The Resort at Pelican Hill in Newport Beach, shown in 2008, made this year's… (Don Bartletti, Los Angeles…)
It may not come as a surprise that California — a sun-splashed magnet for celebrities and big-spending tourists — leads the nation in the number of hotels winning five-star ratings from Forbes Travel Guide.
But winning the coveted rating is no easy feat. Only 58 hotels in the U.S. — with 12 in California — were awarded the recognition this year, including, for the first time, the Resort at Pelican Hill in Newport Beach.
The resort, having fallen short in the past, launched a campaign to earn the distinction that included such measures as increasing training among its workers and executing internal audits.
"From the top down, we all have one vision and that is to offer hospitality at its finest," said the resort's manager, Giuseppe Lama.
The Forbes five-star rating is considered more difficult to land than the five-diamond rating from AAA, which awarded its top ranking to 101 hotels in the U.S. this year.
Hotel owners vie for the Forbes distinction because it enables them to draw much higher rates. For example, the four-star rated Beverly Hilton recently posted average daily rates of $245 to $325, while the five-star rated Beverly Hills Hotel posted rates of $510 to $540.
With Forbes, that one-star difference is primarily the level of service offered by the staff.
"Graciousness, courtesy and thoughtfulness — it's much harder to get that right," said Mike Cascone, president and chief executive of Forbes Travel Guide, formerly known as the Mobil Travel Guide.
Forbes dispatches inspectors to stay at the hotels incognito for at least two nights and three days, using all the services, such as ordering room service and exercising at the gym. The inspectors rate the hotels on 500 standards, including accommodations and attitude.
Other guidelines for Forbes five-star hotels include:
• Arriving guests are greeted and assisted curbside within 60 seconds of arriving;
• Wake-up calls are delivered within two minutes of the requested time;
• Refills at restaurants are offered within 30 seconds of the guest's beverage being empty;
•No telephone call is left on hold longer than 30 seconds without being offered a call-back.
Delta, United add passenger services
Delta Air Lines Inc. recently began testing a program that personally greets, by name, its corporate clients when they check in at an airport kiosk or use the Delta mobile app.
Meanwhile, UAL Corp.'s United Airlines last week introduced its first planes with revamped cabins for transcontinental "premium service" customers. The new interiors have Wi-Fi service, on-demand entertainment and seats that convert to 180-degree flat beds.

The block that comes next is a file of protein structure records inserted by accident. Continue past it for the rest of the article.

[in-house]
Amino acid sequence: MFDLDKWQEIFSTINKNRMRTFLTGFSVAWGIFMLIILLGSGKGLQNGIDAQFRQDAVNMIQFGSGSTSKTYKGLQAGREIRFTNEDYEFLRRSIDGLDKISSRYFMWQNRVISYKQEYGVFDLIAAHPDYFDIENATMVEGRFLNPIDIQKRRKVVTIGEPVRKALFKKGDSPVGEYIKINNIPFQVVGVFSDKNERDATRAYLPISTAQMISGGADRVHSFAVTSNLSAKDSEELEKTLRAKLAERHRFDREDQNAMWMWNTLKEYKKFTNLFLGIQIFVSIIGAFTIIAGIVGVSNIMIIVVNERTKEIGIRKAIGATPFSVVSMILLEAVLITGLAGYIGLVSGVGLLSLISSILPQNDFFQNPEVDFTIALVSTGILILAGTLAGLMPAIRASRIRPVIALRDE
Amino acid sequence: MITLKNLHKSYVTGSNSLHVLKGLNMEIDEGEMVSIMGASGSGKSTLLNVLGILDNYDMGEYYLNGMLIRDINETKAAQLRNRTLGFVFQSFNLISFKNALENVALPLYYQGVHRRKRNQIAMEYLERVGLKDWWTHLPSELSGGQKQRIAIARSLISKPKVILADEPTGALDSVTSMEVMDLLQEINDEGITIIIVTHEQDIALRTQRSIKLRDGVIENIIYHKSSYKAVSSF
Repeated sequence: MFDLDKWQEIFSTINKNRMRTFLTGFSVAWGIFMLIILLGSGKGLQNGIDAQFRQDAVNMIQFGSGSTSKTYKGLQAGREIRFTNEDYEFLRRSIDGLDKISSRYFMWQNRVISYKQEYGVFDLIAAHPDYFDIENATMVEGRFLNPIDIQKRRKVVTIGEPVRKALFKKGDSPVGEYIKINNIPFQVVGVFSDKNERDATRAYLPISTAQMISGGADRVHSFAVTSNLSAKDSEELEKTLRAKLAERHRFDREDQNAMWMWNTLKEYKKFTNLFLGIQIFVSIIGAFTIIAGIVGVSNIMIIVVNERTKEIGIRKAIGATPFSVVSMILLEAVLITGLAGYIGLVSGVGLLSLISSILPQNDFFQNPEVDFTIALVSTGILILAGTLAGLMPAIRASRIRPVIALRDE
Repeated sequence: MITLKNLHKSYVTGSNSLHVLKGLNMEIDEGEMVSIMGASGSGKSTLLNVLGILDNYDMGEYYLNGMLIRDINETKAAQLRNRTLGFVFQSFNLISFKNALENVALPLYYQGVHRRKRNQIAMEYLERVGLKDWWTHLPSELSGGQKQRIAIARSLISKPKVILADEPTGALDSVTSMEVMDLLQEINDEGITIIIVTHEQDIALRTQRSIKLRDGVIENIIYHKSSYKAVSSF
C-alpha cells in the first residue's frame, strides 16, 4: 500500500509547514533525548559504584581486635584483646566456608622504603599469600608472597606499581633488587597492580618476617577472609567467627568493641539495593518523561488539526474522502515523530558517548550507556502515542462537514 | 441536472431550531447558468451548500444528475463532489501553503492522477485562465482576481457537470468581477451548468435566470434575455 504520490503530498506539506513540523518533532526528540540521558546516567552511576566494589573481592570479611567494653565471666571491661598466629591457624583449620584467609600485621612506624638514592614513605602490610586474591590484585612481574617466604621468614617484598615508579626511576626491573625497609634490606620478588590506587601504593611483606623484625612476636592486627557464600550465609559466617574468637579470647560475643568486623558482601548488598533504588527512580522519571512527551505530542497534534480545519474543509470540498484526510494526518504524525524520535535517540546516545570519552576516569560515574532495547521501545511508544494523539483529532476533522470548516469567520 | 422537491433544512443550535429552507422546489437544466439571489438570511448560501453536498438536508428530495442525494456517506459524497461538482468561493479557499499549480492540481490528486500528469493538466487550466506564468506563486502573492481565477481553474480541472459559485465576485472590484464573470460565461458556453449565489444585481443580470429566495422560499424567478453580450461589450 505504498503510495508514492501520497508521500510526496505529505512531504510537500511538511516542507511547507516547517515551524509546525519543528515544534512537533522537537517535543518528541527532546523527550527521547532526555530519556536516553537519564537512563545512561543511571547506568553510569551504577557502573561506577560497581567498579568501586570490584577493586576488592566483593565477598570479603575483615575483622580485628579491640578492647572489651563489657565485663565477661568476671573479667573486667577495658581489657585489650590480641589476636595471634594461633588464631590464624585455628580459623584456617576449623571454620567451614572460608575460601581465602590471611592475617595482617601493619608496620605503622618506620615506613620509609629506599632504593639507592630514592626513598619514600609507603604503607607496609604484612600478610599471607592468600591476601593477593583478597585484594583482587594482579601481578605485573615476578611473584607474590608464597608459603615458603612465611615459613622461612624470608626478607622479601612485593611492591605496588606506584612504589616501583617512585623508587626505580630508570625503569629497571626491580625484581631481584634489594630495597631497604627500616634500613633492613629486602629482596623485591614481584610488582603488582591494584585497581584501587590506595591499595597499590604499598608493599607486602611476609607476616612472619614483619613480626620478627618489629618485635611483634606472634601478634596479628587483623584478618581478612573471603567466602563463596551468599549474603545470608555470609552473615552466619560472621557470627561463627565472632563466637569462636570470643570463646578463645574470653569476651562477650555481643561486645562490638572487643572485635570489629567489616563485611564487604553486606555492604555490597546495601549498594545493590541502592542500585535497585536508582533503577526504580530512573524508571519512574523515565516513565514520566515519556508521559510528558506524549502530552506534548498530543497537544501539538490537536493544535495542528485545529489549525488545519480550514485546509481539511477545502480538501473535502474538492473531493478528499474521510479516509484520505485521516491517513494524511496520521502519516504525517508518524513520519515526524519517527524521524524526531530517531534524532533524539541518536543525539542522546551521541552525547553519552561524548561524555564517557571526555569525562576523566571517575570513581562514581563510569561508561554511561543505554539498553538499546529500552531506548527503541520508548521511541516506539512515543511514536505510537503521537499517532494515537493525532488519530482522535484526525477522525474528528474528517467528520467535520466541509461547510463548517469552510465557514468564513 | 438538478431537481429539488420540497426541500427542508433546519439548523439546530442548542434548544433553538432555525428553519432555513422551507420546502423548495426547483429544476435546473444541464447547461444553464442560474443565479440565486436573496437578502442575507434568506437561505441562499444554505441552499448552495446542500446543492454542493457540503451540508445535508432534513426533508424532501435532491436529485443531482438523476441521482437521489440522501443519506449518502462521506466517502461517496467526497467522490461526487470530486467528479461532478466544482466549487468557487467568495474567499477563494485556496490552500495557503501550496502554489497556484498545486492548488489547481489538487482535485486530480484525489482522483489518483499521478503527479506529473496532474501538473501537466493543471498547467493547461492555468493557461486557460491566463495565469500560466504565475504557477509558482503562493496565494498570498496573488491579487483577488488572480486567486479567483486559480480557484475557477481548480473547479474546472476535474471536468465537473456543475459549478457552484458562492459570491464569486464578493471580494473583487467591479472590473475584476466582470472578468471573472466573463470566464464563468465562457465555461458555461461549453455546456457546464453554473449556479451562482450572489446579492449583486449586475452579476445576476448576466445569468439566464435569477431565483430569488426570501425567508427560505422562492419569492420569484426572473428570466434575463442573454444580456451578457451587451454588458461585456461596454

The efforts by airlines to court first- and business-class travelers make sense. Such fliers typically buy the most expensive seat and book at the last minute, incurring the highest fares.
First-class and business-class passengers make up only 8% of international travelers but account for 27% of revenue, according to the International Air Transport Assn. American Airlines said 25% of its passengers generate 70% of its revenue.
Delta spokeswoman Lindsay McDuff called its new corporate greeting program "an effort to differentiate ourselves for our high-value customers."
Wi-Fi battle at 35,000 feet
Most major airlines offer wireless Internet access on some or all of their aircraft.
But now airlines are battling over who has the fastest Wi-Fi speeds at 35,000 feet in the air.
New York carrier JetBlue Airways Corp. announced last week that it plans this year to offer passengers a satellite-based Wi-Fi service that will be "significantly faster" than other onboard Wi-Fi.
Airline executives showed investors a demonstration last week that suggested its new Internet service, powered by Excede, was more than twice as fast as three other Wi-Fi competitors.
Robin Hayes, the airline's chief commercial officer, said the airline may offer the service for free for most fliers but charge passengers who want to stream movies and other entertainment.
"We are going to find a way, if we can, of keeping it free for the long term and we have some ideas of trying to make that happen," Hayes said.
One idea, Hayes said, is to require passengers to join the airline's frequent flier program to be allowed to use the Wi-Fi.